In addition to our fish, we see another area of nature that the government has continually mismanaged – our state public lands.
With growing cries of stopping harvests to solely use forests as carbon banks, my concern is with the misunderstanding of carbon sequestration. I will hold off on sharing the argument that rural communities are being asked to bear the carbon-polluting sins of the economic centers of the I-5 corridors.
I will instead talk about our state forest lands and carbon. Our forests are like the filter of your heating and air conditioning unit, or a Tesla’s air filter, it needs to be changed regularly. By timber harvesting and replanting with fresh seedlings, it allows the DNR to clean our air filter regularly through scientifically proven sustainable timber harvesting and reforestation. This allows the carbon that has been sequestered in the standing forest to remain captured when harvested and made into building materials for new housing, schools, and businesses.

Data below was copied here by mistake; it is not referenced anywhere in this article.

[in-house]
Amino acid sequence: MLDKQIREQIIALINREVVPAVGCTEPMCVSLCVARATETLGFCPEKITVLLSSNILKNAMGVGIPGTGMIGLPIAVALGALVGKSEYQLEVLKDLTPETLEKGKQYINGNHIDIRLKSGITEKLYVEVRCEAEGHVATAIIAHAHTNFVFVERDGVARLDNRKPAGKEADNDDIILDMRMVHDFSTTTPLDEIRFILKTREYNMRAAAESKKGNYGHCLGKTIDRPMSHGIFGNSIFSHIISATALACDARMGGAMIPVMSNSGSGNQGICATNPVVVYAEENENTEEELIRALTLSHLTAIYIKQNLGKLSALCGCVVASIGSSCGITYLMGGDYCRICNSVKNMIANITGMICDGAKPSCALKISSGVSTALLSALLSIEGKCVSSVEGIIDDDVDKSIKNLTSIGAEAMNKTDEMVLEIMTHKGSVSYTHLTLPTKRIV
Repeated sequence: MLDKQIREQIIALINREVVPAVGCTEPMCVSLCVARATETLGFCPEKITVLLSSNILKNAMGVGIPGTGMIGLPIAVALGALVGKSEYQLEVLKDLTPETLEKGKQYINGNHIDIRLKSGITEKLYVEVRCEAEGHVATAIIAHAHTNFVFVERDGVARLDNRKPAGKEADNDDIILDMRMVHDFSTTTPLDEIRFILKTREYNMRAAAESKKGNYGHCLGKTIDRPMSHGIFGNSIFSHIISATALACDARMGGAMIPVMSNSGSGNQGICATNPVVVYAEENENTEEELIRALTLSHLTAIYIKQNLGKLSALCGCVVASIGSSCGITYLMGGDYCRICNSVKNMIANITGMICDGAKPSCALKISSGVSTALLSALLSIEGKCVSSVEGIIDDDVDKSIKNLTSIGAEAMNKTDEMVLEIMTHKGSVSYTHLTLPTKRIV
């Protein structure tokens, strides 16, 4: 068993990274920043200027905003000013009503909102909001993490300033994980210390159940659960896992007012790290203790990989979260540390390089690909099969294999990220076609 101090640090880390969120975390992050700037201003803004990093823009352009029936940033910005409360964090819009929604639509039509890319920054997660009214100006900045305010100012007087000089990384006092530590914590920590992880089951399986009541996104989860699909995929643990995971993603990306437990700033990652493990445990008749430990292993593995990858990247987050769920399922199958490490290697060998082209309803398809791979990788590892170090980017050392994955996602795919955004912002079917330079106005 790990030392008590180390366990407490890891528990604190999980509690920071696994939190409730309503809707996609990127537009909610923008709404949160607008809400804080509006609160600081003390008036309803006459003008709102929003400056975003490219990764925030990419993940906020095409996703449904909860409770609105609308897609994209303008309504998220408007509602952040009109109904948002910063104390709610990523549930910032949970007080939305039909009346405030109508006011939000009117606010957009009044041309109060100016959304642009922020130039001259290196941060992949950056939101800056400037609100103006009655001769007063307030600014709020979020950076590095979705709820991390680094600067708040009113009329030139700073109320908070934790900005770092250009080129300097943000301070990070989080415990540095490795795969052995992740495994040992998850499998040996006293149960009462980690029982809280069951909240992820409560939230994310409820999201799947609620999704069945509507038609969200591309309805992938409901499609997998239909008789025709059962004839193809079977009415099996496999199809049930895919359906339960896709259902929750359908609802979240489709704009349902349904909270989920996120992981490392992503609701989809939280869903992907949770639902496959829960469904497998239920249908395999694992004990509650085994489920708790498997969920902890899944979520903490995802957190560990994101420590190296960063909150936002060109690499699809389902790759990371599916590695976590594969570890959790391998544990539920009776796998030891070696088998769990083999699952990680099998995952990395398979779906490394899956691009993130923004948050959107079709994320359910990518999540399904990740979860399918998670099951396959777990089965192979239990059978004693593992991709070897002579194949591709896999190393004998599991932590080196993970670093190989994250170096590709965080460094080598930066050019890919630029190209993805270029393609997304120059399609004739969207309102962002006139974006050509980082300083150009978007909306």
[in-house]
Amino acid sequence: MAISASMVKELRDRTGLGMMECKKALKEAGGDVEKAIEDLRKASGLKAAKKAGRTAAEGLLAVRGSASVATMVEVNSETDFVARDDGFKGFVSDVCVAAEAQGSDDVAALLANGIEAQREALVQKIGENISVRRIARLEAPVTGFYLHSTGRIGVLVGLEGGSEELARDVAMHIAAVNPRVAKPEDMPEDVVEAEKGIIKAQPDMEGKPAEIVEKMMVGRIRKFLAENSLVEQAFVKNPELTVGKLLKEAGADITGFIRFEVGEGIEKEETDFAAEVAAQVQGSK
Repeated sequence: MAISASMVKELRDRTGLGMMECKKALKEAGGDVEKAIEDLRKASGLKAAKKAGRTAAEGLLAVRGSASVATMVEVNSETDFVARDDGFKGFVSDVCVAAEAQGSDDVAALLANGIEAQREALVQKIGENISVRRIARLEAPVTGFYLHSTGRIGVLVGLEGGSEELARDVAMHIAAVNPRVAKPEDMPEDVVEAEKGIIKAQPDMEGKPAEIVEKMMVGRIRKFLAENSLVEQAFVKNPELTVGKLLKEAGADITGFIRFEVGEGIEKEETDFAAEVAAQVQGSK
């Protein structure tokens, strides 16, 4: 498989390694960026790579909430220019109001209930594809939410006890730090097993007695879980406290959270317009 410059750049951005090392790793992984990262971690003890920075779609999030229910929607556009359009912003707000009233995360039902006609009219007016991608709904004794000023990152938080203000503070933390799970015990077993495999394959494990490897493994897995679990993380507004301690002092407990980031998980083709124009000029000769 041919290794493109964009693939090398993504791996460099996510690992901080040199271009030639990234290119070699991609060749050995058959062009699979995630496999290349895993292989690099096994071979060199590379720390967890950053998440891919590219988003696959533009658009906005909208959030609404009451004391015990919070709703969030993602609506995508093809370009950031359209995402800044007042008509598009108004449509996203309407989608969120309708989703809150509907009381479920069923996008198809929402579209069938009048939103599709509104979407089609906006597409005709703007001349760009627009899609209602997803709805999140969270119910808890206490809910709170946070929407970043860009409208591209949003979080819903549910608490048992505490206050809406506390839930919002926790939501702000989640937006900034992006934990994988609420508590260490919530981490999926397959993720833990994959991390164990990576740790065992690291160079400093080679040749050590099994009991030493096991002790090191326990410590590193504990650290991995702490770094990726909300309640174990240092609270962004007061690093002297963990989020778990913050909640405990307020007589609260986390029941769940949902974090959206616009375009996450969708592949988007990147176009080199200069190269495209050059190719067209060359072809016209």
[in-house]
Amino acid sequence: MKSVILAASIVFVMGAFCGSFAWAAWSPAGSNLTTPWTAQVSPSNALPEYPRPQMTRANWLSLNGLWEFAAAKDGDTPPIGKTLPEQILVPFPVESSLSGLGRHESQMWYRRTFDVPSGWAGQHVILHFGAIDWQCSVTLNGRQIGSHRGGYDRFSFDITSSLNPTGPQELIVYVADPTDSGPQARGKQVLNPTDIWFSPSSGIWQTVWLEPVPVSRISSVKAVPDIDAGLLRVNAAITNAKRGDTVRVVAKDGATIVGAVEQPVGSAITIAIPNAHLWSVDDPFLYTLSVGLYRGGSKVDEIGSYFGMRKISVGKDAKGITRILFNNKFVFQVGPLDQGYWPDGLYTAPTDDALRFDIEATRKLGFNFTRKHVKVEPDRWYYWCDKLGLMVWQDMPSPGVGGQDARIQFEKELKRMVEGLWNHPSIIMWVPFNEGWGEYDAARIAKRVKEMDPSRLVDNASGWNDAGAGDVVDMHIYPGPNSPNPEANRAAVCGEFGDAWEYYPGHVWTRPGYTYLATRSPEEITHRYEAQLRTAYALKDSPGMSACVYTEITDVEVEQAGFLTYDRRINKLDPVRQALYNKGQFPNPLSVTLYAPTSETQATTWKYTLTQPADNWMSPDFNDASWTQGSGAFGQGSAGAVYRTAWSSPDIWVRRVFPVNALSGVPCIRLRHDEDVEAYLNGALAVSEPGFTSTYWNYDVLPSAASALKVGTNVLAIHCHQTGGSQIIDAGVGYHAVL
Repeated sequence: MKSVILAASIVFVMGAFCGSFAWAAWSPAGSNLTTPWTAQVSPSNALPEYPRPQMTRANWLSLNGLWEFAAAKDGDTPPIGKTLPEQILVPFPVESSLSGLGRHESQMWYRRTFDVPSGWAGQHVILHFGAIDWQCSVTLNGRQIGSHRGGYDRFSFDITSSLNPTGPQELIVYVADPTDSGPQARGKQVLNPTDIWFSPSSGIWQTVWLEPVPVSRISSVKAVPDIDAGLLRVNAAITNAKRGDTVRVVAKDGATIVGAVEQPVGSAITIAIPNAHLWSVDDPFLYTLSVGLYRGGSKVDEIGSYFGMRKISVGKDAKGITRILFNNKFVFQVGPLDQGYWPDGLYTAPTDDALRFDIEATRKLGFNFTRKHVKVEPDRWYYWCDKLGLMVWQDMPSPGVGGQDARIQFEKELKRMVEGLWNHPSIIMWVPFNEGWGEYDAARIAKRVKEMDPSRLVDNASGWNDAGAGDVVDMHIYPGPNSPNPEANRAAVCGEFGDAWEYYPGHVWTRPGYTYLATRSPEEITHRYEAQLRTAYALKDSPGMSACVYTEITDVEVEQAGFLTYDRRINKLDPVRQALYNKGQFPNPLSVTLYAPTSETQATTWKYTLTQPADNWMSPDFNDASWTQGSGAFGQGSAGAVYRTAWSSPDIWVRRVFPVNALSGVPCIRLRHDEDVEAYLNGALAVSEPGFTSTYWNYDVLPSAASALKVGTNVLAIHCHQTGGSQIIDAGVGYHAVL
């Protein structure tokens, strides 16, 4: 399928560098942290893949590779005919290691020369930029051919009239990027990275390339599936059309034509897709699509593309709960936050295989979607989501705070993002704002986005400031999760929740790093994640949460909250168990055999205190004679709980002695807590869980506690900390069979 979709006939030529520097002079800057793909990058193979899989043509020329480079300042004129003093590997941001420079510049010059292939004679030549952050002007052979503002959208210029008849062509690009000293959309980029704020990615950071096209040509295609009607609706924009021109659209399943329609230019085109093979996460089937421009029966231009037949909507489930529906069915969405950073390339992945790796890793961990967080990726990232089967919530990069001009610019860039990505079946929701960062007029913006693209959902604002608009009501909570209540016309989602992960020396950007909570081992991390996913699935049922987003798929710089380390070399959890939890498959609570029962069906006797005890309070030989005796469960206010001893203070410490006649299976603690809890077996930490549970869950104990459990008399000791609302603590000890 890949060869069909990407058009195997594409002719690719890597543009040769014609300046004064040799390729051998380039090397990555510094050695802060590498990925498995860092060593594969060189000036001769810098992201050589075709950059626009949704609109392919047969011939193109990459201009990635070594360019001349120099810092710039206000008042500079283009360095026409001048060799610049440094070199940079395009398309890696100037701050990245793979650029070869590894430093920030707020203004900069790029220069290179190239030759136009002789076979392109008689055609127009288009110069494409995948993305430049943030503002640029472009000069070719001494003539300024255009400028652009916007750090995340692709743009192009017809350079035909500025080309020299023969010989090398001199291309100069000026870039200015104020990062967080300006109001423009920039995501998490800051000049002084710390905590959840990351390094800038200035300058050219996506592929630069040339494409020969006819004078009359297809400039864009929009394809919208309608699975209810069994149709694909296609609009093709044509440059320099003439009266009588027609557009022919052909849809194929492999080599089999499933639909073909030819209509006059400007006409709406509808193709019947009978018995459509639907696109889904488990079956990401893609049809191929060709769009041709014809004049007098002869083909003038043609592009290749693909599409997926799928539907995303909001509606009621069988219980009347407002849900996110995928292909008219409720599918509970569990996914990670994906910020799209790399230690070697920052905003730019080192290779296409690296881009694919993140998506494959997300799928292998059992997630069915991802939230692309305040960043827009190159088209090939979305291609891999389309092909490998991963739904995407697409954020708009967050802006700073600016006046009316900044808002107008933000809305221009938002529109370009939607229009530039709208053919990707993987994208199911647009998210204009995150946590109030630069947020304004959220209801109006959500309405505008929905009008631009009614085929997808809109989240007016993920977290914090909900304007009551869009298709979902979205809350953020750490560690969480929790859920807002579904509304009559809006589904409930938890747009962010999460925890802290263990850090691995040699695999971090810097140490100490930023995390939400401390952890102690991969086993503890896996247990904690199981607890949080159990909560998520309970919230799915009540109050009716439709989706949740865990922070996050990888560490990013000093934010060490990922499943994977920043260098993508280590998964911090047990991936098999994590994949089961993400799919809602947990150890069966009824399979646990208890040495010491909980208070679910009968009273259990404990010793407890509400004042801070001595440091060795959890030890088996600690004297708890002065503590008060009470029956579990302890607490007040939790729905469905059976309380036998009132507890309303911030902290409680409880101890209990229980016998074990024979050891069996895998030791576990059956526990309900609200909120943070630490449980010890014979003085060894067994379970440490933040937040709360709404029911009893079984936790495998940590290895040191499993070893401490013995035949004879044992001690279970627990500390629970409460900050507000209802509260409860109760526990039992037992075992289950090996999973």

Unlike plastic or concrete wood is 100% recyclable and those recycled wood products can be used in many different ways and can be continually recycled for a very long time. But ultimately they can be returned back to mother earth in the form of nutrients to feed our replanted forestlands.
Ending the management of our forestlands will significantly increase the chances of the sudden, shocking release of captured carbon back into our environment through uncontrolled, deadly forest fires. Our suppliers will have to seek other sources of lumber and wood products, sources with much less stringent environmental laws. Ending management of our forestlands will deplete funding to our junior taxing districts and cause more unemployment in our already struggling rural communities.
We must demand that the DNR perform its clearly stated financial mandate to support all of our junior taxing districts thru proper forest management that enhances both recreation and timber harvesting.
Tim Fletcher, Mayor of the City of Forks